@K: writing

@A: Hemingway, Ernest (1898-1961) +
@Q: Writing, at its best, is a lonely life.  Organizations for writers
palliate the writer's loneliness, but I doubt if they improve his writing.
@%: Acceptance speech for the Nobel Price, 10 December 1954.
@K: writing

@A: Hemingway, Ernest (1898-1961) +
@Q: Poor Faulkner.  Does he really think big emotions come from big words?
He thinks I don't know the ten-dollar words.  I know them all right.  But
there are older and simpler and better words, and those are the ones I use.
@%: Attributed.  Cf. Faulkner, William.
@K: words

@A: Hemingway, Ernest (1898-1961)
@Q: Always do sober what you said you'd do drunk.  That will teach you to
keep your mouth shut.
@K: alcohol

@A: Hemingway, Ernest (1898-1961) +
@Q: Because Fascism is a lie, it is condemned to literary sterility.  And
when it is past, it will have no history, except the bloody history of
@K: politics:fascism

@A: Hemingway, Ernest (1898-1961)
@Q: But in modern war... you will die like a dog for no good reason.
@K: war

@A: Hemingway, Ernest (1898-1961) +
@Q: Everyone has his own conscience, and there should be no rules about how
a conscience should function.
@K: conscience

@A: Hemingway, Ernest (1898-1961) +
@Q: Isn't it pretty to think so?
@K: self-deception

@A: Hemingway, Ernest (1898-1961)
@Q: Never mistake motion for action.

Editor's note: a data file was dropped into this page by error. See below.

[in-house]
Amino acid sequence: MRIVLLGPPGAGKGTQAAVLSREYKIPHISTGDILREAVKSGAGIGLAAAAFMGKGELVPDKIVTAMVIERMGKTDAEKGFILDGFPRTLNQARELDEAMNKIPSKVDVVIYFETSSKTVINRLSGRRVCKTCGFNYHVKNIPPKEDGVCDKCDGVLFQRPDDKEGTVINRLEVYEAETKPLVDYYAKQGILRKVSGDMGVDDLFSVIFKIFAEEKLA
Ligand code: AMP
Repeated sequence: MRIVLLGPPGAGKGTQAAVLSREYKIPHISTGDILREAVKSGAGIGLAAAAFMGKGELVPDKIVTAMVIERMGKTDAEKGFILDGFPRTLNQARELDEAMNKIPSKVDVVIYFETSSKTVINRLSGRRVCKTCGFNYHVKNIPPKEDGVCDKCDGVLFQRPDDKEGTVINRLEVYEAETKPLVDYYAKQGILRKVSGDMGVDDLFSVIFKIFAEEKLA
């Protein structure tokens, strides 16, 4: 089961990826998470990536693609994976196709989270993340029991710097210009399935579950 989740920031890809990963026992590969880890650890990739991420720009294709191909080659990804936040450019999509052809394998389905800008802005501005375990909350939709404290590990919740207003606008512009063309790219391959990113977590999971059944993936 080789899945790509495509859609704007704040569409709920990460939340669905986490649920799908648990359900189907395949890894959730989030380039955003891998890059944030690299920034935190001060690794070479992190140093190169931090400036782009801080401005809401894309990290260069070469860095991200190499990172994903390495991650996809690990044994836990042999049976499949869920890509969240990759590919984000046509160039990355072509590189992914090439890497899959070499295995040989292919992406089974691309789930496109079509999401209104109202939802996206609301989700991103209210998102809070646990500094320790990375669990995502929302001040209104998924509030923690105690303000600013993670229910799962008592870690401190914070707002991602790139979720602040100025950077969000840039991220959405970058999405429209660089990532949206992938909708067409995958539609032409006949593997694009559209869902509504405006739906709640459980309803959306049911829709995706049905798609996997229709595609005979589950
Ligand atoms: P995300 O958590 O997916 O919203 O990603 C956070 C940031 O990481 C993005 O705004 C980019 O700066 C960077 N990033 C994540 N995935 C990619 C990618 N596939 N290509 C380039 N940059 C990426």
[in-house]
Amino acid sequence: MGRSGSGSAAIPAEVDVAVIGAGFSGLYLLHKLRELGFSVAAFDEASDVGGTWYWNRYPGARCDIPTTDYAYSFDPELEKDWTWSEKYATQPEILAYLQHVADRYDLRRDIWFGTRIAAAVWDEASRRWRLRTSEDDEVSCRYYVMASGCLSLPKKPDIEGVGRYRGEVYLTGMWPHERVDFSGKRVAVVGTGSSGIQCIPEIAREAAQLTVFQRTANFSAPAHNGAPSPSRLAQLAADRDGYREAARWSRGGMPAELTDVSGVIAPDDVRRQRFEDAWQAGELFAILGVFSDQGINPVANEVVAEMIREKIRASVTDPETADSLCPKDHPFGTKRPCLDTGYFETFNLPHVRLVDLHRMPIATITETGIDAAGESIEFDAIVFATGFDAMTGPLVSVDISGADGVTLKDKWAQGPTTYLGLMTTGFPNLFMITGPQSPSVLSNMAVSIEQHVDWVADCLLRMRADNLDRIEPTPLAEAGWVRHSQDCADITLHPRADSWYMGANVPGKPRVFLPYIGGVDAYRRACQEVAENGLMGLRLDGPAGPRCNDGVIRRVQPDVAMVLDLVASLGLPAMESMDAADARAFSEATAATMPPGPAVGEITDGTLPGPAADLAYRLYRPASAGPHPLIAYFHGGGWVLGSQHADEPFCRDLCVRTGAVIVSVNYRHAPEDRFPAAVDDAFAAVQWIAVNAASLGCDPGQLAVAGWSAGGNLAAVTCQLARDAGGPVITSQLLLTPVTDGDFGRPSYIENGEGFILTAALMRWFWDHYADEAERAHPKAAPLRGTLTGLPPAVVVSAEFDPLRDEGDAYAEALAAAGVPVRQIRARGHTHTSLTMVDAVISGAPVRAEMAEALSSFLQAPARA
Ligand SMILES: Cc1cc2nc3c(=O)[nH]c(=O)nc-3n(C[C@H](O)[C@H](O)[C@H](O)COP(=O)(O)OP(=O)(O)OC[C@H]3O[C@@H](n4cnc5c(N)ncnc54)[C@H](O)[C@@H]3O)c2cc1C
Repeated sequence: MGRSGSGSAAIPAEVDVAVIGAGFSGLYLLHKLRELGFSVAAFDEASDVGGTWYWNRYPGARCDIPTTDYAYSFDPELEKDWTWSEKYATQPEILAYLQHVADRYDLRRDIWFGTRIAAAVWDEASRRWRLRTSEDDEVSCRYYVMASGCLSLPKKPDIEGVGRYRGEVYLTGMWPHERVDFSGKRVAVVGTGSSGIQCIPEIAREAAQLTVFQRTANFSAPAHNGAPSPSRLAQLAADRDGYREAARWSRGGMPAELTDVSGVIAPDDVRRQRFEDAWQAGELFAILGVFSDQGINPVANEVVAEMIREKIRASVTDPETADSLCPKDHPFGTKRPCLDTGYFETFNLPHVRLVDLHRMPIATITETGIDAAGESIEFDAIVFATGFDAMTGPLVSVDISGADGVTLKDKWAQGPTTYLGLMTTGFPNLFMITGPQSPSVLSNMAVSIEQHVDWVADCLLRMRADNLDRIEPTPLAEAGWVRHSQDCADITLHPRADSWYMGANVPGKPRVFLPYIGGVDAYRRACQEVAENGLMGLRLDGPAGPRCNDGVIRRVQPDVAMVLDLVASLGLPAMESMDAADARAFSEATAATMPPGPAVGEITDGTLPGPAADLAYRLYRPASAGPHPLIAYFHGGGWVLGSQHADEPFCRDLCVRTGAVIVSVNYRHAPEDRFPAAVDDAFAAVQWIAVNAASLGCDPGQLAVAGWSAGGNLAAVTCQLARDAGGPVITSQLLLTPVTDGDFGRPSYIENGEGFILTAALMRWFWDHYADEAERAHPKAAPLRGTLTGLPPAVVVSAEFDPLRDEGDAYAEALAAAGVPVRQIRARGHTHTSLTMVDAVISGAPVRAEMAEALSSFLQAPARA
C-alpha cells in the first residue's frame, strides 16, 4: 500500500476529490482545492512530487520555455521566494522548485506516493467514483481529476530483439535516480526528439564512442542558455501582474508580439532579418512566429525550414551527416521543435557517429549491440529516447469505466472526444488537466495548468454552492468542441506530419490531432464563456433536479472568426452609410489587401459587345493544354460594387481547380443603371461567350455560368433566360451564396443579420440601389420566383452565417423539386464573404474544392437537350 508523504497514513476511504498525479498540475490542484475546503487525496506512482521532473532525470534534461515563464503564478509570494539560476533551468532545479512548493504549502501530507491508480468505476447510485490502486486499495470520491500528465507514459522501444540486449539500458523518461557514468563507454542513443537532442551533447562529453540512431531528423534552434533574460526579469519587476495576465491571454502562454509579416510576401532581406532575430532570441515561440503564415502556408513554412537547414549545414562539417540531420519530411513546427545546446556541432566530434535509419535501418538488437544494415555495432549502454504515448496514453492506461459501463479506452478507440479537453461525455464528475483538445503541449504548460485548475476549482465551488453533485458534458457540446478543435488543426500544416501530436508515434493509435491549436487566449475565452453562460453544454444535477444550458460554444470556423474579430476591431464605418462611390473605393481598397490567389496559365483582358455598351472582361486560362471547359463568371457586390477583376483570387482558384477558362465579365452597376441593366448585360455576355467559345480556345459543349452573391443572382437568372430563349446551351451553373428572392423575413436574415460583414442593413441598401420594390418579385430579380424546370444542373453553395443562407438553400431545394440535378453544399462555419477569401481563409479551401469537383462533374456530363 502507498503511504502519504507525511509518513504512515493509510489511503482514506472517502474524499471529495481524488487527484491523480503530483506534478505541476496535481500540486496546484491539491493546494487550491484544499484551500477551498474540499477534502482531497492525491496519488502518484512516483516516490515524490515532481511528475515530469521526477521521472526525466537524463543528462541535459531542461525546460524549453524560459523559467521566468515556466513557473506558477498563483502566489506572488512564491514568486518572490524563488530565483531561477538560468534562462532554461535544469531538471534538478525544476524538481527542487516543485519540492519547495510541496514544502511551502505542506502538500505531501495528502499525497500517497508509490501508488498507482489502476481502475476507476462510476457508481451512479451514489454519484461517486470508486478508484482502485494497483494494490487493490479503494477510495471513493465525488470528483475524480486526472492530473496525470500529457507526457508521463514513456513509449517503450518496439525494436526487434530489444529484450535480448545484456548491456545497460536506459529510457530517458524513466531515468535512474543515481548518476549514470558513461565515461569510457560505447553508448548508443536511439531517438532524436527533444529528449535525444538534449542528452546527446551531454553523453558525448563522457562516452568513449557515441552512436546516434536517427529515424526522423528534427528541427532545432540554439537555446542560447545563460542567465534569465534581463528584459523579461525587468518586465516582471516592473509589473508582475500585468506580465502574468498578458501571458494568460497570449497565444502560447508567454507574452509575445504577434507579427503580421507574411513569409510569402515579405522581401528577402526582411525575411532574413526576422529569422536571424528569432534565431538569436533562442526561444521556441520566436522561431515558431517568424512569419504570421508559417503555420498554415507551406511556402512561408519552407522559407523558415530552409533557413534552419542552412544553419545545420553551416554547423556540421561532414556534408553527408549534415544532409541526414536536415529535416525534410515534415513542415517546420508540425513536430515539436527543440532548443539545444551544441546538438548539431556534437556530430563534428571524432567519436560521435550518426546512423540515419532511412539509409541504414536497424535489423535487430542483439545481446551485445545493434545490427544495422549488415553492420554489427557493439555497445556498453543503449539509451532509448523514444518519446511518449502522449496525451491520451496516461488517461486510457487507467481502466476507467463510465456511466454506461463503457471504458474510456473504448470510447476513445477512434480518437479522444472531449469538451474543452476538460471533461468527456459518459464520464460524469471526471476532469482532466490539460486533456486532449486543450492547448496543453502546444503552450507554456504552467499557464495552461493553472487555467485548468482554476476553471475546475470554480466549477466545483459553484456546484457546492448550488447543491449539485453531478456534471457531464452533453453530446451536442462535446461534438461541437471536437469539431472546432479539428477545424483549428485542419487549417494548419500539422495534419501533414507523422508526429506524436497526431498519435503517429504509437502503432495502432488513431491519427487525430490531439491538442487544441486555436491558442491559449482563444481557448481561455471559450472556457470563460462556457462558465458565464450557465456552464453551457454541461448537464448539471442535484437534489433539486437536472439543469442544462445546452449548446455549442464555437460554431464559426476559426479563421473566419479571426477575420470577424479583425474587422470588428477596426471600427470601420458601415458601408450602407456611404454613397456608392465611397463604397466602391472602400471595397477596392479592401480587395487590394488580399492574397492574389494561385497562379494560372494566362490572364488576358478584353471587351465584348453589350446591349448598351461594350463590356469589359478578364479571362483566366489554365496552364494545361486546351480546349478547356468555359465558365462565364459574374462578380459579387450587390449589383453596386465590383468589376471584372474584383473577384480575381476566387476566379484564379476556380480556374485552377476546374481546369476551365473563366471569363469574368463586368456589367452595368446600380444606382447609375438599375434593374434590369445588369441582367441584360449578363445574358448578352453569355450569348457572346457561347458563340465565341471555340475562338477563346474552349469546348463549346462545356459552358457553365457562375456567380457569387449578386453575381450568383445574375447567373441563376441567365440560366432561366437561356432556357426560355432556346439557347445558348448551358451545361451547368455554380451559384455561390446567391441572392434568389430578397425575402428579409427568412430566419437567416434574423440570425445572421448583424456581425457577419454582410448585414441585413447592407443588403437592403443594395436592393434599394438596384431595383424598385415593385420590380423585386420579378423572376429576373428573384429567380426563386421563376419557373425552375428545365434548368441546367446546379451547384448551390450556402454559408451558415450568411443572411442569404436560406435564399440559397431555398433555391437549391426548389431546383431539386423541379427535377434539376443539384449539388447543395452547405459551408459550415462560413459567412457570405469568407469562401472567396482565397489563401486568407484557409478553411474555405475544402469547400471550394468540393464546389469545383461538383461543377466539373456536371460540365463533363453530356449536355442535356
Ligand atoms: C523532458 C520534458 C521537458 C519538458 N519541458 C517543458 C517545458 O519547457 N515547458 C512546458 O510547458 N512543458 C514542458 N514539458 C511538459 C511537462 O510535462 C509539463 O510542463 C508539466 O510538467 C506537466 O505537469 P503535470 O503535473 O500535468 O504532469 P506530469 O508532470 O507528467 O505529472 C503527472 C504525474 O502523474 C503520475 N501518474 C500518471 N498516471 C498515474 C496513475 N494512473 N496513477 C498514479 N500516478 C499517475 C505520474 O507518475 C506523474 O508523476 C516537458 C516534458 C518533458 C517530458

@K: action; motion

@A: Hemingway, Ernest (1898-1961)
@Q: Once we have a war there is only one thing to do.  It must be won.  For
defeat brings worse things than any that can ever happen in war.
@K: war

@A: Hemingway, Ernest (1898-1961)
@Q: Remember them as they were and write them off.
@K: remembrance

@A: Hemingway, Ernest (1898-1961) +
@Q: Retirement is the ugliest word in the language.
@K: retirement

@A: Hemingway, Ernest (1898-1961)
@Q: The first panacea for a mismanaged nation is inflation of the currency;
the second is war.  Both bring a temporary prosperity; both bring a
permanent ruin.  But both are the refuge of political and economic
@K: politics

@A: Hemingway, Ernest (1898-1961)
@Q: The world breaks everyone, and afterward, some are strong at the broken
@K: world

@A: Hemingway, Ernest (1898-1961)
@Q: There is no hunting like the hunting of man, and those who have hunted
armed men long enough and liked it, never care for anything else
@K: hunting; war

====The End====